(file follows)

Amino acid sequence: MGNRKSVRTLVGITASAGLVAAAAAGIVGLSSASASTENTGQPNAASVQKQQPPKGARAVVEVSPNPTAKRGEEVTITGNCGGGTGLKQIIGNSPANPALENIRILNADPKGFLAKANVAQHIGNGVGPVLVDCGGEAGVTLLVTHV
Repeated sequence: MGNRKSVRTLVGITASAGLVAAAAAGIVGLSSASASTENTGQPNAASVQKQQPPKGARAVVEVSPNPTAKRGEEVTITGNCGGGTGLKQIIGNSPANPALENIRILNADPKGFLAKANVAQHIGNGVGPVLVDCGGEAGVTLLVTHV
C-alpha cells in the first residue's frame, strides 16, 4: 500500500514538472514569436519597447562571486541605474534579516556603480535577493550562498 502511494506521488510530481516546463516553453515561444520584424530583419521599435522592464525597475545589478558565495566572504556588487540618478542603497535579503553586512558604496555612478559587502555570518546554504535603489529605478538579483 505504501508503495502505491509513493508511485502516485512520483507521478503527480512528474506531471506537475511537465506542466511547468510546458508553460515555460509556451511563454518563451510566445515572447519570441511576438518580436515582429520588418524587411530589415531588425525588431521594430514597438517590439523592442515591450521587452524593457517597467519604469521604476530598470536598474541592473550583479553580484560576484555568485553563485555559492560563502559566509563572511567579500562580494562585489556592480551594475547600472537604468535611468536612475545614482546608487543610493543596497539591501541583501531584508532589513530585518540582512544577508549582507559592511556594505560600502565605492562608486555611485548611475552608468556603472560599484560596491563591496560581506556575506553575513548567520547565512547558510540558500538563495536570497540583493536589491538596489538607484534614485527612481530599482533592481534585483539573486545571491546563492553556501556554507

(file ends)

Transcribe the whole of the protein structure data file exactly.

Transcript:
Amino acid sequence: MGNRKSVRTLVGITASAGLVAAAAAGIVGLSSASASTENTGQPNAASVQKQQPPKGARAVVEVSPNPTAKRGEEVTITGNCGGGTGLKQIIGNSPANPALENIRILNADPKGFLAKANVAQHIGNGVGPVLVDCGGEAGVTLLVTHV
Repeated sequence: MGNRKSVRTLVGITASAGLVAAAAAGIVGLSSASASTENTGQPNAASVQKQQPPKGARAVVEVSPNPTAKRGEEVTITGNCGGGTGLKQIIGNSPANPALENIRILNADPKGFLAKANVAQHIGNGVGPVLVDCGGEAGVTLLVTHV
C-alpha cells in the first residue's frame, strides 16, 4: 500500500514538472514569436519597447562571486541605474534579516556603480535577493550562498 502511494506521488510530481516546463516553453515561444520584424530583419521599435522592464525597475545589478558565495566572504556588487540618478542603497535579503553586512558604496555612478559587502555570518546554504535603489529605478538579483 505504501508503495502505491509513493508511485502516485512520483507521478503527480512528474506531471506537475511537465506542466511547468510546458508553460515555460509556451511563454518563451510566445515572447519570441511576438518580436515582429520588418524587411530589415531588425525588431521594430514597438517590439523592442515591450521587452524593457517597467519604469521604476530598470536598474541592473550583479553580484560576484555568485553563485555559492560563502559566509563572511567579500562580494562585489556592480551594475547600472537604468535611468536612475545614482546608487543610493543596497539591501541583501531584508532589513530585518540582512544577508549582507559592511556594505560600502565605492562608486555611485548611475552608468556603472560599484560596491563591496560581506556575506553575513548567520547565512547558510540558500538563495536570497540583493536589491538596489538607484534614485527612481530599482533592481534585483539573486545571491546563492553556501556554507